So, what does this mean for employers? How can you safely manage the impact in your workplace?
The Hope House Young Professionals Board is proud to welcome Carina Criger to the HHYP Board.
Carina is a card risk management officer at UMB Bank. As a board member of Hope House Young Professionals, she hopes to raise public awareness and give back to the community.
That drive comes from a personal experience dating back just a few years.
“My journey in learning about domestic violence is still rather new. I grew up in a small town where everyone knew everyone’s family,” said Carina. “In 2011, however, the world became a scarier place. Our friend, classmate, and valedictorian of our high school - the girl we had all grew up with since preschool - was killed by her boyfriend.”
In high school, Madison was a popular girl. She was happy and energetic – a friend to all. During her senior year, she found out a young man liked her. They dated for a while, but as the relationship progressed, Madison spent less time with her friends. She was upset more often than she was happy. Her friends tried to confront her about Kyle’s anger toward them and Madison. They were also upset how Kyle secluded Madison from the group.
As the anger turned to grabbing of Madison’s arms and shoves against lockers, Madison seemed to listen to her friends. She tried to break it off with Kyle. He promised he would work on his anger and possessiveness. But, the cycle repeated. Eventually, Kyle lured Madison to his home for a study-date. That night he sexually assaulted her.
February marks National Teen Dating Violence Awareness Month. It is a month when domestic and sexual violence advocates hope to change stories like Madison’s.
Ten years ago, Terry Levine opened clair de lune lingerie boutique in Overland Park. Shortly after opening, Levine saw an opportunity to give back to the community.
She investigated local charities in need and found Hope House, a domestic violence advocate agency who serves survivors in the Kansas City area.
“It seems that domestic violence awareness has elevated over the last several years,” said Levine. “I had a product I could put in someone’s hand that they could use, since - in most cases - women leave with just the clothes they have on. A bra is not something people think of donating or reselling. They are really an overlooked necessity.”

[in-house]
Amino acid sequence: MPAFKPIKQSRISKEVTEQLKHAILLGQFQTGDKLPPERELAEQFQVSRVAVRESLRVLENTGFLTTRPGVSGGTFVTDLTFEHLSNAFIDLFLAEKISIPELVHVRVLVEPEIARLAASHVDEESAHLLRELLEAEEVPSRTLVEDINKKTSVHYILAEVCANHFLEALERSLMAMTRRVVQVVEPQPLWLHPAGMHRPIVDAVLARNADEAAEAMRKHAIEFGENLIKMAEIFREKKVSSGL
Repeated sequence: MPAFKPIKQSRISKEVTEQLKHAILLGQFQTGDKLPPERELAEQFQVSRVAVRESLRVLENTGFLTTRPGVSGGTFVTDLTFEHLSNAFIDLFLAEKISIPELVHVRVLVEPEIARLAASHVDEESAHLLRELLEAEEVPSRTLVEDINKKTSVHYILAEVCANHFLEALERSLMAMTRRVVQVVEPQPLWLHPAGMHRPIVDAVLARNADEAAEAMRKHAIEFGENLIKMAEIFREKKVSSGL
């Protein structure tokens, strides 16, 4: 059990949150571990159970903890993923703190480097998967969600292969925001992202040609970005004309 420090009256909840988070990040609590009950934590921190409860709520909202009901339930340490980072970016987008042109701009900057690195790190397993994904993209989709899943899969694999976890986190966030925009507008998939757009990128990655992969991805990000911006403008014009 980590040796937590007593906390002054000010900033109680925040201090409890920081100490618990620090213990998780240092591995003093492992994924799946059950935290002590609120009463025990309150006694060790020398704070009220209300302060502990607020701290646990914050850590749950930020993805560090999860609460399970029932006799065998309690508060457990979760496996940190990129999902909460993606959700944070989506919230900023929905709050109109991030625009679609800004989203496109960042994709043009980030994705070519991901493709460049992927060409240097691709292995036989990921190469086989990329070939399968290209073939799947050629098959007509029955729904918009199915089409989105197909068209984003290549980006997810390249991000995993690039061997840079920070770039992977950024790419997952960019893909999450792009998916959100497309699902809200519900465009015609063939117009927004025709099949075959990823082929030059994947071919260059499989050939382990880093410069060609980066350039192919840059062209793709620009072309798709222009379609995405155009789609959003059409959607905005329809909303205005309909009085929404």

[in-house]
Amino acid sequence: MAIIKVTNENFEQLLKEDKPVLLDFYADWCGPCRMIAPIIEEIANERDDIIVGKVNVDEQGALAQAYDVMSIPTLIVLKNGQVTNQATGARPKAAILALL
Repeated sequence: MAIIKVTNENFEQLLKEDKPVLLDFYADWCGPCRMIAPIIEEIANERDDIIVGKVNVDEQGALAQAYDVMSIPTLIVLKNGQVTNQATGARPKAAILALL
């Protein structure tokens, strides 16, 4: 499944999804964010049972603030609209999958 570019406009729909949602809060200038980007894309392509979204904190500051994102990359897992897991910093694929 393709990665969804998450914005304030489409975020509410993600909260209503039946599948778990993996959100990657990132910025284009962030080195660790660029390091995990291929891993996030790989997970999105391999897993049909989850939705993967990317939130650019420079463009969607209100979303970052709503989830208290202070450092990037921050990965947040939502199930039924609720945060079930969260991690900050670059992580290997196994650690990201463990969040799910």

This month, the Kansas City Plaza Rotary Club awarded Hope House, Missouri’s largest domestic violence agency, $2,000 for the purposes of improving the Independence-based shelter’s outdated kitchen equipment.
The Plaza Rotary offered the $2,000 as a match after Rotary District 6040 – of which the KC Plaza Rotary is a member – provided a $1,900 donation to Hope House in December.
"Our Club is a dedicated and long-time supporter of Hope House,” said Bob Merrigan, president of the KC Plaza Rotary. “Their mission is in-line with that of the Plaza Rotary in terms of protecting and saving women and children around the world. We are very happy to be able to support them financially.”
According to the 2013 Gallup poll, engagement is the word that may overwhelm businesses.
Only 29 percent of the American and Canadian workforce claims to be “engaged” with their employer. Of the remaining 71 percent, 18 percent claim to be “actively disengaged,” costing the U.S. economy between $450 billion and $550 billion each year.
Although business experts disagree on causes, business leaders are struggling to retain employees, according to a 2014 Deloitte Global Human Capital Trends study. It suggests that 78 percent of business leaders rate retention and engagement as an “urgent” or “important” need. Businesses and HR professionals are paying close attention to what their employees are saying.
Imagine sitting in your home by yourself, watching your favorite nightly television show having just returned from a difficult day at work. In the process of cleaning up dinner, you get up to take out the trash. On your way to the dumpster, you round the corner, and you are confronted by an ex-boyfriend in the middle of darkness.
I wish this was a fabrication. Unfortunately, it isn’t.
January marks the 12th Annual Stalking Awareness Month.